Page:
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Elder Scrolls Online Previews Update 27 Performance Improvements

Memory, physics, and more

Poorna Shankar Posted:
Category:
News 0

Zenimax Online Studios has taken to the forums to provide an update on their quarterly performance improvement plans for Elder Scrolls Online. Update 27 is on the docket.

Several improvements are laid out, for example, persistent AoE improvements. The problem at present is the potential for these effects to send out a large number of messages to your client over time. For areas like Cyrodiil, this is made worse,

“To mitigate this, we have implemented new AoE tech on the server that will keep the same functionality, but significantly reduce the number of hit result messages the client has to process. Internal testing has been positive, showing a reduction in latency and FPS drops on the client. We are taking a cautious approach to rolling out this new tech, choosing to focus solely on Dragonknight Standard (and morphs) for U27. We will evaluate the improvements on the PTS and live servers and continue to update additional player abilities in future updates.”

The preview also touches on item set abilities, critical memory situations, physics implementation, trial performance, improvements to the database, and intermittent load screens. The bit about memory is pretty important as it pertains to crashes after teleporting to a city,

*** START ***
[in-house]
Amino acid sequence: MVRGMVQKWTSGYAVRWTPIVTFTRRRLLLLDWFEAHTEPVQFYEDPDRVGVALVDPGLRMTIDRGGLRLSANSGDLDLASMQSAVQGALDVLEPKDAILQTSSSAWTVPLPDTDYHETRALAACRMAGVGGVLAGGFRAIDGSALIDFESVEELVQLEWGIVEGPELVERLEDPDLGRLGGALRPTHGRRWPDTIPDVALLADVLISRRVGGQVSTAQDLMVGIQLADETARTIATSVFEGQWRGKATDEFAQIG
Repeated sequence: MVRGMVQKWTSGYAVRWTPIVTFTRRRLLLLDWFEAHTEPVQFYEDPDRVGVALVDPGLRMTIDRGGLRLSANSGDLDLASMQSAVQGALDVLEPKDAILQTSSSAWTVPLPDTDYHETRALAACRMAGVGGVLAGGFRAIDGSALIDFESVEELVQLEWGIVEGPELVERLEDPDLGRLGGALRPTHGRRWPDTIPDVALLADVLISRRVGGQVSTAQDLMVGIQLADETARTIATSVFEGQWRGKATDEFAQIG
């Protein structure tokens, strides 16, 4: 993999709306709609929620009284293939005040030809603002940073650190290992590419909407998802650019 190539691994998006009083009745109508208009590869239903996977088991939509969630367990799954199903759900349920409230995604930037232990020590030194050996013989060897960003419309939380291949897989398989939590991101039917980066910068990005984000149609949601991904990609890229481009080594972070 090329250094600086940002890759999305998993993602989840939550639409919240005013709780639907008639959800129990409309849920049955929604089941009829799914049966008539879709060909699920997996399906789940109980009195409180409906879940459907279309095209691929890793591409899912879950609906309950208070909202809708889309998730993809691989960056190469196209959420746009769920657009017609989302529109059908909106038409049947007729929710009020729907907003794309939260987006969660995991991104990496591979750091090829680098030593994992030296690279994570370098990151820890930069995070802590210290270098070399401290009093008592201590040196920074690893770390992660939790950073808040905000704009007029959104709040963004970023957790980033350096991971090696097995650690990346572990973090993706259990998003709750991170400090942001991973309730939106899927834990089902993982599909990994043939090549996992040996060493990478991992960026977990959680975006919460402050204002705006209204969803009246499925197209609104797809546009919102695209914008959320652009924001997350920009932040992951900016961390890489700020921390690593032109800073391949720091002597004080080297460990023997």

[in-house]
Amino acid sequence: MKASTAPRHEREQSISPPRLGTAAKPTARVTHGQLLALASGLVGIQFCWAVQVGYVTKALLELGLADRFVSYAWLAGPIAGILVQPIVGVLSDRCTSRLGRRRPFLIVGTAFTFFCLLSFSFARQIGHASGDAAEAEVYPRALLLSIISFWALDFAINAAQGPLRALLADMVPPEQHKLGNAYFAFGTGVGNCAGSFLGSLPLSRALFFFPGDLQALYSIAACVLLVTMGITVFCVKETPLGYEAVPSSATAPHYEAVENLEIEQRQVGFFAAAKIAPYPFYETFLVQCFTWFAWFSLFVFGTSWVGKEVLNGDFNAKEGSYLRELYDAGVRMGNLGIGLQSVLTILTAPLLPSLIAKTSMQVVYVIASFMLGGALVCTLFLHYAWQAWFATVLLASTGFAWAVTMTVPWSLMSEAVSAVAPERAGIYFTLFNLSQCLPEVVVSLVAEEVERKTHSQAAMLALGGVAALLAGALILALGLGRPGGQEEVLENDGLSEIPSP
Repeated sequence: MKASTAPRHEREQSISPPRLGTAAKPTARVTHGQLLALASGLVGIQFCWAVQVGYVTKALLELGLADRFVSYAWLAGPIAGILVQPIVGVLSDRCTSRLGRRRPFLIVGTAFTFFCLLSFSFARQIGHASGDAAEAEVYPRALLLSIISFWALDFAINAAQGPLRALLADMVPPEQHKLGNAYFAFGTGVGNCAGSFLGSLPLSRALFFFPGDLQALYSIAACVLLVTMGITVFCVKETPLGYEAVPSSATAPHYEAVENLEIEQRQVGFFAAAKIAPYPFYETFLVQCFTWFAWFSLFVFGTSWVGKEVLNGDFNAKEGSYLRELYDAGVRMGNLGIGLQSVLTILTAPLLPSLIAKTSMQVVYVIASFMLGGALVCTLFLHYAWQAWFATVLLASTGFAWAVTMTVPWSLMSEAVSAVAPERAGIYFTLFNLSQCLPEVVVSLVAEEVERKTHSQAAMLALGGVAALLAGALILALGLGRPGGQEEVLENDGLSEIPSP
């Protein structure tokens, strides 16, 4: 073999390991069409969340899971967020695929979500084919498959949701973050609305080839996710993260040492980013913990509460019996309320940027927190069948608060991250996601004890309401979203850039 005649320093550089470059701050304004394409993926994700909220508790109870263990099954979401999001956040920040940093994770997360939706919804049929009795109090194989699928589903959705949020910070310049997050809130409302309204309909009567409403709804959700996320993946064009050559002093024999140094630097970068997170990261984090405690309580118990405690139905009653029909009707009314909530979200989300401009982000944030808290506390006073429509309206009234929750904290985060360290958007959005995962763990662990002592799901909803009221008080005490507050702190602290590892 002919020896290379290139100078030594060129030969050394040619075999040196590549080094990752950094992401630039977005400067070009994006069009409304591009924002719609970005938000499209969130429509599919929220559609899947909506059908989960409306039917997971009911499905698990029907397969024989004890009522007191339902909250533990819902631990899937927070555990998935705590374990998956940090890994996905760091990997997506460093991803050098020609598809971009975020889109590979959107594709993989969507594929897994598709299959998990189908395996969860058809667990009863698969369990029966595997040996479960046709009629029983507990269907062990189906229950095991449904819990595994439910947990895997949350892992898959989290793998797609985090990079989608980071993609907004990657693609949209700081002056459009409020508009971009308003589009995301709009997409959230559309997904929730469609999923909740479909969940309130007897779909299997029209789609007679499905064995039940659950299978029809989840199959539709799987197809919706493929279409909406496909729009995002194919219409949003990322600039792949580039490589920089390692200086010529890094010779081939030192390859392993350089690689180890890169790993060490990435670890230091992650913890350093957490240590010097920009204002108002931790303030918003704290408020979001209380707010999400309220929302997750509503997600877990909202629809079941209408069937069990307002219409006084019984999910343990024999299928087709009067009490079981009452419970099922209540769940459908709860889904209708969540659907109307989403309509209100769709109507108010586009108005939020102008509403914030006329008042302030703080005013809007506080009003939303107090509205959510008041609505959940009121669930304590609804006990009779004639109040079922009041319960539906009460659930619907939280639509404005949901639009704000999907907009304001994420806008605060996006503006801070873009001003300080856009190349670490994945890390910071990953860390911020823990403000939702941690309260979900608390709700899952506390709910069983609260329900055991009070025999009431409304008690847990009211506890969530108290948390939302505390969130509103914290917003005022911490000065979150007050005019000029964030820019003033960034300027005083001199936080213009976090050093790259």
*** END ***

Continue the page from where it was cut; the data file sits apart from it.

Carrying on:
“To prevent these crashes, the console versions will now detect when the game is about to run out of memory and react by temporarily unloading vanity pets and personalities from players outside of your group. We were able to build upon the work completed in U26 that moved vanity pets to the client to help make this possible. Once memory is back within a safe threshold, these assets will begin to load back in as players move through the world.”


ShankTheTank

Poorna Shankar

A highly opinionated avid PC gamer, Poorna blindly panics with his friends in various multiplayer games, much to the detriment of his team. Constantly questioning industry practices and a passion for technological progress drive his love for the video game industry. He pulls no punches and tells it like he sees it. He runs a podcast, Gaming The Industry, with fellow writer, Joseph Bradford, discussing industry practices and their effects on consumers.